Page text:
#COVEID19: Ramadan and Eid in the midst of a global pandemic
by Ayesha Muhammad (G2)
In my 29 years of existence, without fail, the night that marks the beginning of Ramadan, the Muslim month of fasting, has been welcomed with extra prayers, Taraweeh, in the mosque. On the night of April 23rd 2020, however, hundreds of thousands of Muslims in the US experienced a bittersweet moment: they welcomed Ramadan, preparing for a month of physical and spiritual cleansing, while seeing the infamous log chart of COVID-19 deaths on track to pass the 50,000 mark in the U.S. alone. “It will get better,” I hoped, appealing partly to the Santa Claus notion of God from my childhood. “Ramadan is the month when God grants prayers faster and so many people are praying for this hurting world…”
It has been stated ad nauseam that COVID-19 has, and will continue, to change our “normal.” This disease of the body has also affected the spirit in ways more than one. On the eve of Ramadan, I didn’t worry about how physical distancing would affect this beloved month. Quarantine would keep me from sweating under the Nashville sun, and, anyway, I liked breaking my fasts at home. By the third fast, however, the loss of community started to create a void that no amount of fruit salad eaten at sunset would fill. I gained an appreciation for the challenges of those who had celebrated Easter and Passover earlier, while physically distancing. Among many other things, I missed planning my “breaking the fast with breakfast (for dinner)” iftar party I always had for my friends and classmates. Little did I know that losing in-person human interaction this year would drive home the message of Ramadan better than ever before.
Fasting during Ramadan is intended to encourage gratitude, reminding Muslims of the gifts that many in the world lack. That’s why most Muslims also offer their obligatory yearly charity of Zakat during this month. Usually, I have approached this lesson with gifts of the more materialistic kind on my mind: while I could drink icy cold water (or even Mexican Sprite!) after sunset, there are many who don’t have access to clean water. This year, however, reminded me that I have so much more to be grateful for: no one in my immediate family has been affected by COVID-19; we are all healthy enough to be able to fast; I can afford to buy groceries so I can break my fast; I have a solid roof over my head and a connection to the internet that enables me to call my mom every day; I am free of the pain and numbness that only comes from the grief of losing a loved one and makes everything else not worth it. Muslims all over the world embraced Ramadan this way: I sat in Zoom sermons, attended by people across the world, that focused on how different this Ramadan felt. I read news stories about people buying groceries for others in need. So what if taraweeh couldn’t be in a congregation? The word “community” embodies more than just sitting in a mosque together. The more I missed my family and friends, the more I was able to pour my heart into reflection.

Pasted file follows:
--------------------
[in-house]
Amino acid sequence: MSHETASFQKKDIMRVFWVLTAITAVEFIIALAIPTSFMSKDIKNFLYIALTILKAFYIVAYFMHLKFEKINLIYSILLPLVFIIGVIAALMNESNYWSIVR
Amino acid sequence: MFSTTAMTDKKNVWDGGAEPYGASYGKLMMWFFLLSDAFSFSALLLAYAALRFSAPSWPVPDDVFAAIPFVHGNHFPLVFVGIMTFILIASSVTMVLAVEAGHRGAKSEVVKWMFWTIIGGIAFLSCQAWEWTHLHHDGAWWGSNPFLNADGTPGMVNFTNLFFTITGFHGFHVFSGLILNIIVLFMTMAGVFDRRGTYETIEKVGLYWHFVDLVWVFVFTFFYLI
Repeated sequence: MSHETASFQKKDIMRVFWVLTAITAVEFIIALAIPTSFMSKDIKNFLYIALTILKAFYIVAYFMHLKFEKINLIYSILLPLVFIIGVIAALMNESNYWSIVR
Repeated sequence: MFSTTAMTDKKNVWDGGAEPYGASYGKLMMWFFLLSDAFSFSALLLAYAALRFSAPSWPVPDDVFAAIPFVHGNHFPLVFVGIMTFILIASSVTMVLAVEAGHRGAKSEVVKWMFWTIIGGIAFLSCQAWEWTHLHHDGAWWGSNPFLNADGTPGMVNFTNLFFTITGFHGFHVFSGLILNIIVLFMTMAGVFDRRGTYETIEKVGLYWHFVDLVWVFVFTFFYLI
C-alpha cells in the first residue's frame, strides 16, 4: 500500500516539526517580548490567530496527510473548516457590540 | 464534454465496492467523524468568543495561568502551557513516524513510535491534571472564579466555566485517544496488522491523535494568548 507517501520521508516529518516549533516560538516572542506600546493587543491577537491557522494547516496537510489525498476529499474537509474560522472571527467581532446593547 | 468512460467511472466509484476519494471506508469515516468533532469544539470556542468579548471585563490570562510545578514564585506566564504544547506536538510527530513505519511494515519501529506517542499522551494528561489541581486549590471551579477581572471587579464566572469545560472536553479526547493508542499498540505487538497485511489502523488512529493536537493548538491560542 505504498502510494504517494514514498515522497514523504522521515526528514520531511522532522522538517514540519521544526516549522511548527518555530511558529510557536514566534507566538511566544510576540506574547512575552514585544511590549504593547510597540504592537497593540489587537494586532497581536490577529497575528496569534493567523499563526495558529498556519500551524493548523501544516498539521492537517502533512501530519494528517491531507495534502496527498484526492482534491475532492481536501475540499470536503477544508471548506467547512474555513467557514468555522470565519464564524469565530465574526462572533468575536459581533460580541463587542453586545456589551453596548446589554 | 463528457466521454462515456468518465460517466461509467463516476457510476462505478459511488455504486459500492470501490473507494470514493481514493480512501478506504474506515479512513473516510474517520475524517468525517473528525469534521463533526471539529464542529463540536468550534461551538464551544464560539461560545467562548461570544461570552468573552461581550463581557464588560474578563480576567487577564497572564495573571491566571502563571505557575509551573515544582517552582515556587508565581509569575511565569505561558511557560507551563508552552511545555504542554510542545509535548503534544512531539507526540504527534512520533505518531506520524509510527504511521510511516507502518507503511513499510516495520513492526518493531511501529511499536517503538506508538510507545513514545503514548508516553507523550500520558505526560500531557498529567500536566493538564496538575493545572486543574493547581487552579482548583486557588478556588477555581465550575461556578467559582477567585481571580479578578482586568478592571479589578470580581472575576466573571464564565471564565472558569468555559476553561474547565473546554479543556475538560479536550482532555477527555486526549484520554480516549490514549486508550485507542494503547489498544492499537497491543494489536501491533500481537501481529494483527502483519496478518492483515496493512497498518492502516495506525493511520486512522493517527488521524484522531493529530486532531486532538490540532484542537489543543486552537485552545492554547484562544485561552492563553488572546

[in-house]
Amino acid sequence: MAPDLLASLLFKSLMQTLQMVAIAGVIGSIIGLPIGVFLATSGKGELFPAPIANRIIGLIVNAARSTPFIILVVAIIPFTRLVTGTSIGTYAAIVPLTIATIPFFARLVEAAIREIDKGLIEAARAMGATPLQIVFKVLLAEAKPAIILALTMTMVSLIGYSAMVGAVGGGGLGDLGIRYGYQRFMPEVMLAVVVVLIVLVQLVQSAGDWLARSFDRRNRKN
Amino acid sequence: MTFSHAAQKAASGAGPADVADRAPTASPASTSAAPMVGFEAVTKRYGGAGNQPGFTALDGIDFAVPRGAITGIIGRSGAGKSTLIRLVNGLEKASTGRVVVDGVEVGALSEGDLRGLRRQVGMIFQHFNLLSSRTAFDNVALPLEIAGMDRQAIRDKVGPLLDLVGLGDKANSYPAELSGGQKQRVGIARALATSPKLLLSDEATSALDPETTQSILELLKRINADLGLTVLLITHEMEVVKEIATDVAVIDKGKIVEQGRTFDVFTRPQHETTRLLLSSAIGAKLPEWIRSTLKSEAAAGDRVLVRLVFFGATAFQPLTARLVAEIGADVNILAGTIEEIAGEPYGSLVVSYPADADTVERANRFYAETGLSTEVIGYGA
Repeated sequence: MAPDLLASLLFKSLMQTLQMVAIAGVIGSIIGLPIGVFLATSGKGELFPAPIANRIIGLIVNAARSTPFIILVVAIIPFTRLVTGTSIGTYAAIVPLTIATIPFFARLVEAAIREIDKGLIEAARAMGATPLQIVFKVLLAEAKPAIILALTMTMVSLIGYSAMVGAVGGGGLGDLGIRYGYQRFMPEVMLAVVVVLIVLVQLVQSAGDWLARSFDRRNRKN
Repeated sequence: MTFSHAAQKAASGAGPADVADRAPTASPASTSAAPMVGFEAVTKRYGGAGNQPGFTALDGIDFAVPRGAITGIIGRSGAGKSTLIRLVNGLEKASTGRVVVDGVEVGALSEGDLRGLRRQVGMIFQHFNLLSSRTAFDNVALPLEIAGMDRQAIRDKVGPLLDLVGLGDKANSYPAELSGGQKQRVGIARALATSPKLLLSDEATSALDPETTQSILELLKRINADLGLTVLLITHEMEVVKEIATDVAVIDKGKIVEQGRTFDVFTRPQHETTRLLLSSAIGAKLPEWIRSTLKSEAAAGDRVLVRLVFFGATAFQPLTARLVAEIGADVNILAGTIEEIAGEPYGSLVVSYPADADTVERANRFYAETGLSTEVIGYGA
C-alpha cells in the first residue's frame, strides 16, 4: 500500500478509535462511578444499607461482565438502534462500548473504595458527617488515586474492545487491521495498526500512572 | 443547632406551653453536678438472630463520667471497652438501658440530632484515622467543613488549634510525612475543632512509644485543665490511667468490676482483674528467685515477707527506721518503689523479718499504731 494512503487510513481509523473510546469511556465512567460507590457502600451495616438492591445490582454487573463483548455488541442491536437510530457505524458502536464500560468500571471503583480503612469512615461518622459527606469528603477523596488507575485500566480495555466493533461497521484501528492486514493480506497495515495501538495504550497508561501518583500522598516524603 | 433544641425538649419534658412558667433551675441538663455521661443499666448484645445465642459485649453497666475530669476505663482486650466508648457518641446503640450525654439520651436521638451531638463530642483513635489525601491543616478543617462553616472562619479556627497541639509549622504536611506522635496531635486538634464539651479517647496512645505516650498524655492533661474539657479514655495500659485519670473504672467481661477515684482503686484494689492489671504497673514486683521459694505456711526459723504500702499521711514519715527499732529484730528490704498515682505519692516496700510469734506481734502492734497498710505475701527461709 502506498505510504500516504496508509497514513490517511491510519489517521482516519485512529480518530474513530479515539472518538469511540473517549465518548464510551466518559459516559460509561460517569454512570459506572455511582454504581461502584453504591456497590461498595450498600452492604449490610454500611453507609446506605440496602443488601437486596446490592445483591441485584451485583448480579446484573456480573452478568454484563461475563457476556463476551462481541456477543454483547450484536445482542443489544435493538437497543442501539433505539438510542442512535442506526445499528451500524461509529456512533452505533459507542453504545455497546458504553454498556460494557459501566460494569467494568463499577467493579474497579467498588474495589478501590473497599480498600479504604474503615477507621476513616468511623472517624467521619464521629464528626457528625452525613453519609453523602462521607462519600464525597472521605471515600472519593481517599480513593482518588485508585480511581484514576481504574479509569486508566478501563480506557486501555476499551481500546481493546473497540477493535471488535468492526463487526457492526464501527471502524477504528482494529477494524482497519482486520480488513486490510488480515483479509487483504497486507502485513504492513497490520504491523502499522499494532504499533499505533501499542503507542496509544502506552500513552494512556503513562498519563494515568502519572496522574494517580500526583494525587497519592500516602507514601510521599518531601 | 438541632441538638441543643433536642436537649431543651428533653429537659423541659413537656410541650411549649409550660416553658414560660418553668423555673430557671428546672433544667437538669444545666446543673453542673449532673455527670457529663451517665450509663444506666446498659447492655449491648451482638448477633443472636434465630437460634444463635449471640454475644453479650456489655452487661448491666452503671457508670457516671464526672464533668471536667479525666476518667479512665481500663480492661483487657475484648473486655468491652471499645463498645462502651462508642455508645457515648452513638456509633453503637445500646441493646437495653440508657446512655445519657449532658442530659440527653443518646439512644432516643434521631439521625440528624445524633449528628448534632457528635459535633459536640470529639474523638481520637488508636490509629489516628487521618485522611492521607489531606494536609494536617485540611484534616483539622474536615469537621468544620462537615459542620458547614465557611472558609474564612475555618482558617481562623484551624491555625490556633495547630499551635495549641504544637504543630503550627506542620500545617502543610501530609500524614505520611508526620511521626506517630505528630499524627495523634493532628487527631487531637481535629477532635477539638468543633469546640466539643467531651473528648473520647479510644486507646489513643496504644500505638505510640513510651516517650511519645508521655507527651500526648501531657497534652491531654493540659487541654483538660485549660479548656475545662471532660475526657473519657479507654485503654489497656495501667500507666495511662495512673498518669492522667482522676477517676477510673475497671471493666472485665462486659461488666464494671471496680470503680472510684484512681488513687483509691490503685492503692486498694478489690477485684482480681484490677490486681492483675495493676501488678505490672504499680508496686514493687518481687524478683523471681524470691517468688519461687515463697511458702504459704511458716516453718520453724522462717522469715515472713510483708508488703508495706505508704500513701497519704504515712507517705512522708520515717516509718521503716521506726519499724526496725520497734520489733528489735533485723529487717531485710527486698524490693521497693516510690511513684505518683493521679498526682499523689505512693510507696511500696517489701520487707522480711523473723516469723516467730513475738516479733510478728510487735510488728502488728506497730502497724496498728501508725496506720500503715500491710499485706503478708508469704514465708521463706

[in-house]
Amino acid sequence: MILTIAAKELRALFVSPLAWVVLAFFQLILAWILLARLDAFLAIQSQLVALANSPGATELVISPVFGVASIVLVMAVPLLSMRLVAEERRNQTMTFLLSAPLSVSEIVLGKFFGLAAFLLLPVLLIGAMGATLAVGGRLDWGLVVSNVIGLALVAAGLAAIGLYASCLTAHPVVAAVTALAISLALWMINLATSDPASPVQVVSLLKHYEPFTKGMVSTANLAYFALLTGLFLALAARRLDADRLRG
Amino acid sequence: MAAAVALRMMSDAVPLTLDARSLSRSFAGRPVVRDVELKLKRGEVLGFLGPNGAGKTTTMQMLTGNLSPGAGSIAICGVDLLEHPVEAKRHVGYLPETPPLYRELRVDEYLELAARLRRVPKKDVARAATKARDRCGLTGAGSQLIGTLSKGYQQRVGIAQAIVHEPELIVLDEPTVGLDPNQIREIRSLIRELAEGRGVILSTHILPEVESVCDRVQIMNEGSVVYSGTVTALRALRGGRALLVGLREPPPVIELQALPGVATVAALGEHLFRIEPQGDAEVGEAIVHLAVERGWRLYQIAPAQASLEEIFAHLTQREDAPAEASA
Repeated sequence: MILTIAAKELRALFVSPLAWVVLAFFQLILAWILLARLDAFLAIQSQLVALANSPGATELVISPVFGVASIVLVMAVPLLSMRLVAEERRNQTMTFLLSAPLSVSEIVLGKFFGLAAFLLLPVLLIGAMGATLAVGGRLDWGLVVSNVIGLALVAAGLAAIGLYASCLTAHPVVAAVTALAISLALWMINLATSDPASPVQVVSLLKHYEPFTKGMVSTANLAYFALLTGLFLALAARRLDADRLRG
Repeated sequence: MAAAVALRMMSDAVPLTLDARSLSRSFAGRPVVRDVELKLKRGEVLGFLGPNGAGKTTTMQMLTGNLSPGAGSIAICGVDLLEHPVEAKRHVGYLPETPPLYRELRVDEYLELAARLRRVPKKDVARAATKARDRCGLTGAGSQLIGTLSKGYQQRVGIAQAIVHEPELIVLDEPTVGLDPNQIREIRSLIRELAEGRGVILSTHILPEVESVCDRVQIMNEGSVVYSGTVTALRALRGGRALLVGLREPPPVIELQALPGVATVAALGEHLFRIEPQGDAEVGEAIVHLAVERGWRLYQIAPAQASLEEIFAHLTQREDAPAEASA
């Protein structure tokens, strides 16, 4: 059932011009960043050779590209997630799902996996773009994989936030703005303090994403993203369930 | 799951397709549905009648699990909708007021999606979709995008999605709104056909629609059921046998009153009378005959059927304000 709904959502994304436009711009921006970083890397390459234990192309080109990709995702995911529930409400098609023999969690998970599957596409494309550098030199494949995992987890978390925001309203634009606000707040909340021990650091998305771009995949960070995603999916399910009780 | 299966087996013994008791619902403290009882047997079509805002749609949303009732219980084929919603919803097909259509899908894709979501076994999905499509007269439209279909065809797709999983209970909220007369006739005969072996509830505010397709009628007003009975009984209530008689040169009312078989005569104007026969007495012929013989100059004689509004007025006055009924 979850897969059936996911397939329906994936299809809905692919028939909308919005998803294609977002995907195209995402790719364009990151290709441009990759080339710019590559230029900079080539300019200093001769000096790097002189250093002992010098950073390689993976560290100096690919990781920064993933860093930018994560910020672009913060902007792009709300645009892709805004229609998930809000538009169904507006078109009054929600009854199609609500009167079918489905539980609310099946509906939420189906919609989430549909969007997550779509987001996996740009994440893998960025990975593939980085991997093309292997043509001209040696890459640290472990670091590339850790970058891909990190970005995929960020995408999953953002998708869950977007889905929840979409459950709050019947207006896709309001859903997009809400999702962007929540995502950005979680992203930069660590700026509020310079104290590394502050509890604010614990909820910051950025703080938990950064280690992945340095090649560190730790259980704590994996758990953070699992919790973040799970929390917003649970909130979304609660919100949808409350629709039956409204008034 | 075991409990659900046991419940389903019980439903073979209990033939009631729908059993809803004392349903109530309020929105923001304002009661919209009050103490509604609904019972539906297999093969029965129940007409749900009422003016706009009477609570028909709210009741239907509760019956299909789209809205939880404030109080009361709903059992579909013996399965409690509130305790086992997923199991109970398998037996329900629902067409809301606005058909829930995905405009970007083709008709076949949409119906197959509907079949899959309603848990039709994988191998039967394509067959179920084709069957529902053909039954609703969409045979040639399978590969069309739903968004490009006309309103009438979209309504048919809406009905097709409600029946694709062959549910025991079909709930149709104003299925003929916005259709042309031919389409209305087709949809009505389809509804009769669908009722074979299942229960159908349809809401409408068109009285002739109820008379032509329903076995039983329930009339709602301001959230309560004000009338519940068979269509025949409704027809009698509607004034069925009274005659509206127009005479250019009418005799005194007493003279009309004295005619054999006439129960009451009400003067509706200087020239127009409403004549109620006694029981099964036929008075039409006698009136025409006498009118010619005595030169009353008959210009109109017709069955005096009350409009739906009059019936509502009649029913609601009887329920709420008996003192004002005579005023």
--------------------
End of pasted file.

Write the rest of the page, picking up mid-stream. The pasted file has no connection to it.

The end of the month, a period we call Eid al-Fitr or, informally, Meethi Eid (‘The Holiday of Sweets’), turned out to be similarly bittersweet. On May 23rd, a plane carrying folks ready to celebrate Eid crashed in a densely populated neighborhood of my hometown Karachi, two streets away from my uncle’s house. On Sunday, May 24th, I awoke to put on new clothes and enjoy the traditional dessert for breakfast, but it felt wrong; this year, so many homes are marking Eid with mourning rather than joyful feasting. So instead of saying “Eid Mubarak” (Happy Eid), I say “Praying this Eid” instead, grateful for those who put themselves at risk to provide essential services, compassionate towards those who have suffered during this time, praying for this world that is hurting right now. This year, I celebrate more than the ability to eat during daylight hours; I celebrate these lessons with a promise to carry them forth with me beyond Ramadan and beyond this wave of COVID-19.
Read a previous reflection by Ayesha “My Personal “Struggle:” Welcoming Ramadan as a Clerkship Student”
Disclaimer: The viewpoints expressed by the authors do not necessarily reflect the opinions, viewpoints and official policies of Vanderbilt University.